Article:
With the Euro 2020 draw now made, Mick McCarthy will begin to plan his squad for March.
A shrewd and blunt operator, McCarthy holds a much more no-nonsense approach to players not pulling their weight than Martin O’Neill.
O’Neill was a manager of great loyalty and this was sometimes detrimental, selecting players who had drifted out of form despite shining on occasion for Ireland.
McCarthy may not take the same approach and given the fact he only has roughly 10 games in charge, he will be forced to play his strongest hand which may see some fan favourites axed should their lack of form continue.
In addition to this, there may be players who could benefit from O’Neill’s sacking as a change in guard could bring about alternative personnel.
We examine five players who could benefit from the change in management.
David McGoldrick (Sheffield United)
Having starred under McCarthy at Ipswich, David McGoldrick is enjoying a fruitful season at high flying Sheffield United.
His Irish involvement has been restricted despite a flawless debut against the United States in 2014 and he will be hoping to be reintroduced to the setup by his old boss.
A creative outlet and instinctive finisher, McGoldrick could slot in nicely to the number 10 role and provide the link Ireland have missed between midfield and attack. A firm favourite of McCarthy and fits in nicely to some of the systems he could deploy.
Aiden McGeady (Sunderland)
A much-criticised player but Aiden McGeady is in flying form with Sunderland right now.
In his defence, he was underutilised as an impact sub despite being in terrific form for both Preston and Sunderland in the last two seasons.
Fans are quick to forget his involvement in the Euro 2016 qualifiers and the driving run in the lead up to Robbie Brady’s goal in Lille.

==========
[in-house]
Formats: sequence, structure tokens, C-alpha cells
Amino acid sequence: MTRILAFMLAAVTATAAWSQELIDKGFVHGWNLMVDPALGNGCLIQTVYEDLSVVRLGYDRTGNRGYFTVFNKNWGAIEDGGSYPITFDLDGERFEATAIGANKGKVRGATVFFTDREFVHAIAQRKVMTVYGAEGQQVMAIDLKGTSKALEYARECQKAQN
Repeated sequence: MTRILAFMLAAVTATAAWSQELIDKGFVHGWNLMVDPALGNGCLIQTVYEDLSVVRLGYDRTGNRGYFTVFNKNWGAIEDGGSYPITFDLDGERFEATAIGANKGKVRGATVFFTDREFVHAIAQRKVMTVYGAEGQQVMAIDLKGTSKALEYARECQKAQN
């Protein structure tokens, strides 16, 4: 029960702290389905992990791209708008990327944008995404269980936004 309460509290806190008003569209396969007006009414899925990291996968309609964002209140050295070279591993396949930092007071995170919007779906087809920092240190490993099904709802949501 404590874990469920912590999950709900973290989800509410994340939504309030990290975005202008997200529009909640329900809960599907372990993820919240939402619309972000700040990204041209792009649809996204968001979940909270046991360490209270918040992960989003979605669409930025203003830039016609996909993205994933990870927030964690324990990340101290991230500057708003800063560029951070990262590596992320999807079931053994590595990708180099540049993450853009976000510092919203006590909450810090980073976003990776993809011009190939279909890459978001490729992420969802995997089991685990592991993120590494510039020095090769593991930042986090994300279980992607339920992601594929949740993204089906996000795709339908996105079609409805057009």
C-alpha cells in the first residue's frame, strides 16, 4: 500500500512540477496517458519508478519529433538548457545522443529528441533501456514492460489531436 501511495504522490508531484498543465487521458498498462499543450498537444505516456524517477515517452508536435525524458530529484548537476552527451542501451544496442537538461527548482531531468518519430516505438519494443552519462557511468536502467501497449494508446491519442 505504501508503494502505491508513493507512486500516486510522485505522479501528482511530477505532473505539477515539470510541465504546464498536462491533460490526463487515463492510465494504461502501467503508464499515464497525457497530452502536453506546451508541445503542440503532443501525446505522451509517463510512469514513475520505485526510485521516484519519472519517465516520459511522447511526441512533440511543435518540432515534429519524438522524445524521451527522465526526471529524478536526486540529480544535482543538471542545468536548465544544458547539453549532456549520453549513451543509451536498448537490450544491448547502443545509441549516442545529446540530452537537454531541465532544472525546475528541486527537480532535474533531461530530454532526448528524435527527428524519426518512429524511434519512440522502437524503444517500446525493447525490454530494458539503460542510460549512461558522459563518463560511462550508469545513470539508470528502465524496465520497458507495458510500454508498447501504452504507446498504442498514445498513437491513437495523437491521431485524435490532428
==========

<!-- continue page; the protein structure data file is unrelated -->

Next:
A veteran who has more experience and quality than some of Ireland’s squad members of the last year. Northern Ireland have shown that League 1 players can thrive internationally and McGeady is arguably the best player in the league.
Conor Hourihane (Aston Villa)
Despite being one of the best midfielders in the Championship, Conor Hourihane had been poorly utilised by Martin O’Neill.
A box-to-box midfielder by trade, O’Neill played Hourihane as a midfield anchor, a position he does not have the mobility nor physicality for.
Hourihane thrives on the left of a three or paired with a more defensive midfielder and has a similar playing style to Matt Holland, a man McCarthy got the best out of in an Irish shirt.
McCarthy could be the man to help the Corkonian translate his domestic form onto the international stage.
Cillian Sheridan (Jagiellonia)
Under Martin O’Neill, there was a clamour of calls for the return of Cillian Sheridan from the international wilderness. The Cavan man was not only scoring goals in Cyprus and then Poland but also playing in Europe.
However, his form has dipped somewhat in the last year which pushed him further down the pecking order.
Many Mick McCarthy teams have has a big target man and there are not too many knocking around for Ireland since Daryl Murphy retired.
At 6’5, Sheridan fits the bill and despite his size has a good turn of pace, finishing ability and is excellent at holding up the ball. McCarthy could see him as a Niall Quinn type player that could offer something alternative up top.
Matt Doherty (Wolves)
Having been given his big break by McCarthy, Dubliner Matt Doherty has been one of the Premier Leagues best fullbacks this season.
Despite this, he has been unfortunate as he is playing second fiddle to Seamus Coleman. However, McCarthy will be keen to accommodate both with possibilities of Coleman moving to the right of a back three.
At the 2002 World Cup, McCarthy had a similar dilemma with Steve Finnan and Gary Kelly, eventually playing Kelly on the right flank.
Both Doherty and Coleman could play on the right wing and given Ireland’s lack of players in the position, McCarthy could deploy a similar method that accommodated Finnan and Kelly.